Mike.

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Mickjam

Thanks Julian

 

Mick

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trajan
5 hours ago, MikeyH said:

I have an exactly similar example, one side of the crossguard carries the serial number 6913, the other side a faint AG, no markings to the frog stud, the spine has the B mark, but no makers marks present at all.  It was a cheap impulse buy at an antiques fair.  They are a very good looking bayonet.

 

Mike.

 

Mike, I have managed to avoid getting one of these but any bayonet with a brass fitted leather scabbard always make me think 'Ahhh, that's a nice looking one!' I have this lovely Italian Carcano which fits nowhere into my collecting strategy and a mate wants it... But (a), it was given to me by another mate, and (b) that lovely brass locket and chape... 

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MikeyH

Julian,

The hilt and crossguard were rusty when I purchased it, as you say a combination of polished steel, brass, leather and walnut grips is hard to resist.

Mike.

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4thGordons

Here, for comparison of the almost identical markings, is mine:

P1000111.jpg.ee82144e139af5d8b982e51b1093c5ff.jpg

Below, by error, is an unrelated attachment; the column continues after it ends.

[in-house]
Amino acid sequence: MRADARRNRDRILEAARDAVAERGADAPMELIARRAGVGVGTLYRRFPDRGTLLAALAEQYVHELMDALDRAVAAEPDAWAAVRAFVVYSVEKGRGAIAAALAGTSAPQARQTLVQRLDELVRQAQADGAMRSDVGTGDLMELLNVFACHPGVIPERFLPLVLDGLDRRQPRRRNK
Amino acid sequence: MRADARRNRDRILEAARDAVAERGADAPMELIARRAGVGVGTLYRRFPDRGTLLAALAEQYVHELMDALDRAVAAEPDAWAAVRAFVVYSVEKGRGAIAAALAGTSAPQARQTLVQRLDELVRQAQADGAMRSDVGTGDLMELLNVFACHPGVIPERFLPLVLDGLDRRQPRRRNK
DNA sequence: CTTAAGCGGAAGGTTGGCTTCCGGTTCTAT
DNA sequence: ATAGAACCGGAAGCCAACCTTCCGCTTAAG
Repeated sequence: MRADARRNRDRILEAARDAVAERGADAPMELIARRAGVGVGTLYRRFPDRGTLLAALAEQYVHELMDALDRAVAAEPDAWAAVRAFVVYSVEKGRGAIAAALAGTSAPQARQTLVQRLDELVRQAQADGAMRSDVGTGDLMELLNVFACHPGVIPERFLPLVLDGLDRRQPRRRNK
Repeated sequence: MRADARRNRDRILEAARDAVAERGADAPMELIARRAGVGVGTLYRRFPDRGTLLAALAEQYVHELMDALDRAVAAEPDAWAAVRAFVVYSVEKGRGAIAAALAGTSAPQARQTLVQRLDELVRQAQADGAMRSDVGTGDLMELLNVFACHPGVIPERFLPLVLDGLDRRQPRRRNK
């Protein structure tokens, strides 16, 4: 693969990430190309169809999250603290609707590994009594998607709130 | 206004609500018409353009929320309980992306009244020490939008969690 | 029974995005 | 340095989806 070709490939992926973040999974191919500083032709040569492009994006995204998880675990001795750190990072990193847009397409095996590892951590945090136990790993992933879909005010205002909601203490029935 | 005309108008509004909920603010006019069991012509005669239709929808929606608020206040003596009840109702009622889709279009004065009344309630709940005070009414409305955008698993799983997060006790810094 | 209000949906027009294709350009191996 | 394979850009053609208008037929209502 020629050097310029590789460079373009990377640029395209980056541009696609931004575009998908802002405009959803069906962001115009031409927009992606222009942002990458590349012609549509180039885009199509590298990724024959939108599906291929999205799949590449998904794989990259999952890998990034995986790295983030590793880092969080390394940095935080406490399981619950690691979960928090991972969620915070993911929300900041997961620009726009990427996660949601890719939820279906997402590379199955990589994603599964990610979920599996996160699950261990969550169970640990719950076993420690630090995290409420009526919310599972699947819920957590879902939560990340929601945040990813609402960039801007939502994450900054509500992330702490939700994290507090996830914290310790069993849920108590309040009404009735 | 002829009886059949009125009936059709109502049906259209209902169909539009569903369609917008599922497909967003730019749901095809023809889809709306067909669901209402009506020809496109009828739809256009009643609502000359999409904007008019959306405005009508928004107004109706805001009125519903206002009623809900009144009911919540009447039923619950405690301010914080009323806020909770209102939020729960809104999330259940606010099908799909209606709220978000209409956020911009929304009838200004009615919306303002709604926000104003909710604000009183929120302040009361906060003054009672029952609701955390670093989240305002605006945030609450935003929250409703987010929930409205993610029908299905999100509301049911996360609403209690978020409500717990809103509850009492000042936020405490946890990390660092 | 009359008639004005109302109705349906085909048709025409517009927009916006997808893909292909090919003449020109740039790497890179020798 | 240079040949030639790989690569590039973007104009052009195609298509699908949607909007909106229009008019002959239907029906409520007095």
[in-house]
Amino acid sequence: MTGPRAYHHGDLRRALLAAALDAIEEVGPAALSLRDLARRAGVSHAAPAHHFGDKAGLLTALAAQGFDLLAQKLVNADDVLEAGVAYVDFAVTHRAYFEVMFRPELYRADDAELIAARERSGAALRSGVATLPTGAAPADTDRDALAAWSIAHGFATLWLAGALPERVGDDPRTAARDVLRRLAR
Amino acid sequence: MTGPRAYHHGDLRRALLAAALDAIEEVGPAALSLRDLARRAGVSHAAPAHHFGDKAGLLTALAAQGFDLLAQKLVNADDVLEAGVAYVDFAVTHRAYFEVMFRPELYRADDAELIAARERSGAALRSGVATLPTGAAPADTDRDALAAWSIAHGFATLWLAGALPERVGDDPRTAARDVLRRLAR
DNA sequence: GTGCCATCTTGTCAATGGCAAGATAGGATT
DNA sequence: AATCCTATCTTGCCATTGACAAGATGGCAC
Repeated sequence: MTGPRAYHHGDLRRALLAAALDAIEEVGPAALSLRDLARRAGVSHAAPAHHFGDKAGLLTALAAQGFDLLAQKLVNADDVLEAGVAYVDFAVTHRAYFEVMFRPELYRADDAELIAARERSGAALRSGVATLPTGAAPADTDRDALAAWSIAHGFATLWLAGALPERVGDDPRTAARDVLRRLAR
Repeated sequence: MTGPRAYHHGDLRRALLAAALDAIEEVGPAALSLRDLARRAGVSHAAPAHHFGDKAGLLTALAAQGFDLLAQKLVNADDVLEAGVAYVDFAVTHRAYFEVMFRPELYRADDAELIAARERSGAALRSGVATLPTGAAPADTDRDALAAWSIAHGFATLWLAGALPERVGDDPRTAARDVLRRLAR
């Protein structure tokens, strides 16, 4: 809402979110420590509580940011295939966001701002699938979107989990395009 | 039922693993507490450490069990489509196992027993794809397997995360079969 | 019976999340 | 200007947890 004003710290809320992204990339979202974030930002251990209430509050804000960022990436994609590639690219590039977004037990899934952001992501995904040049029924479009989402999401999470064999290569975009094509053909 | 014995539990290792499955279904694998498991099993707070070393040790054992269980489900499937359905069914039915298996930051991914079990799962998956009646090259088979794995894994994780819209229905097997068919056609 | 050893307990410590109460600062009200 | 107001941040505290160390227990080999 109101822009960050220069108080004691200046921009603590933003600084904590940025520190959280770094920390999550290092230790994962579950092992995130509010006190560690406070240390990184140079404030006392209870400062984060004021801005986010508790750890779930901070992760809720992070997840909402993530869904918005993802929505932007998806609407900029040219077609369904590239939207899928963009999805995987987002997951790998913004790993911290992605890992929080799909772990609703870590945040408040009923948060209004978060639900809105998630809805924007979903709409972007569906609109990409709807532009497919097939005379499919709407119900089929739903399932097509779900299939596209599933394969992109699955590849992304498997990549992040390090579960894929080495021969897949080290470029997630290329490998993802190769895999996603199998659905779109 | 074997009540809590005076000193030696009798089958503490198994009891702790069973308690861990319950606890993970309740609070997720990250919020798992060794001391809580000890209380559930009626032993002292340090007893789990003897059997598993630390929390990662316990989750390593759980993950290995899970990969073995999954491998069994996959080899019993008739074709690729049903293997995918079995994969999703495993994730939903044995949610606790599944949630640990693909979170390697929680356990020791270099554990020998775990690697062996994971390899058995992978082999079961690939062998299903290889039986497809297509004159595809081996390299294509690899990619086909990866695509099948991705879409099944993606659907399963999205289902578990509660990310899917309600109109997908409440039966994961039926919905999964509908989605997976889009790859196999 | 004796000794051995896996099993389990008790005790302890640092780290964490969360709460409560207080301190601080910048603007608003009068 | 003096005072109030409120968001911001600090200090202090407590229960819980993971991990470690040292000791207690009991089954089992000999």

P1000112.jpg.1882a4af5e1e263d9d5f34fb297439d0.jpg

 

P1000113.jpg.2af13cf45c43b52dfb7fb1f01819af81.jpg

P1000114.jpg.dbbea8bc0362c35005076a3138c6c9fd.jpg

 

P1000115.jpg.b26fec2e12df302fb06a9f21df5d6c63.jpg

 

 

P1000116.jpg.773ee046ef1d1c3c60f28841acec0019.jpg

 

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MikeyH

'Bayonets an Illustrated History' by Martin J. Brayley (2004), has an illustration

of a Brazilian armourer at work.  There is a large rack of 1908 pattern bayonets

in brass mounted scabbards behind his workbench, which then were

'still used for cerimonial occasions'.

 

Mike.

Edited by MikeyH

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trajan
23 hours ago, MikeyH said:

'Bayonets an Illustrated History' by Martin J. Brayley (2004), has an illustration

of a Brazilian armourer at work.  There is a large rack of 1908 pattern bayonets

in brass mounted scabbards behind his workbench, which then were

'still used for cerimonial occasions'.

 

Mike.

 

Reminds me of how until 20 or so years ago the Honour Guard of the German Republic was using WW2 Kar.98 and bayonets still with their 3Reich eagle waffenamt markings on them... And the WW2 German rifles and bayonets similarly marked an Israeli friend of mine trained with some 50 years back...! 

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trajan
On 11/04/2019 at 18:07, editionsdubrevail said:

Some bayonets Brazil use by German during the first war.

See my book

German bayonet 1898-1945

http://www.editionsdubrevail.com/german-bayonet-1898-1945-c2x27339402

 

 

Do these converted ones have any marks on the blade spine? For example, a year mark, or fraktur?

 

Julian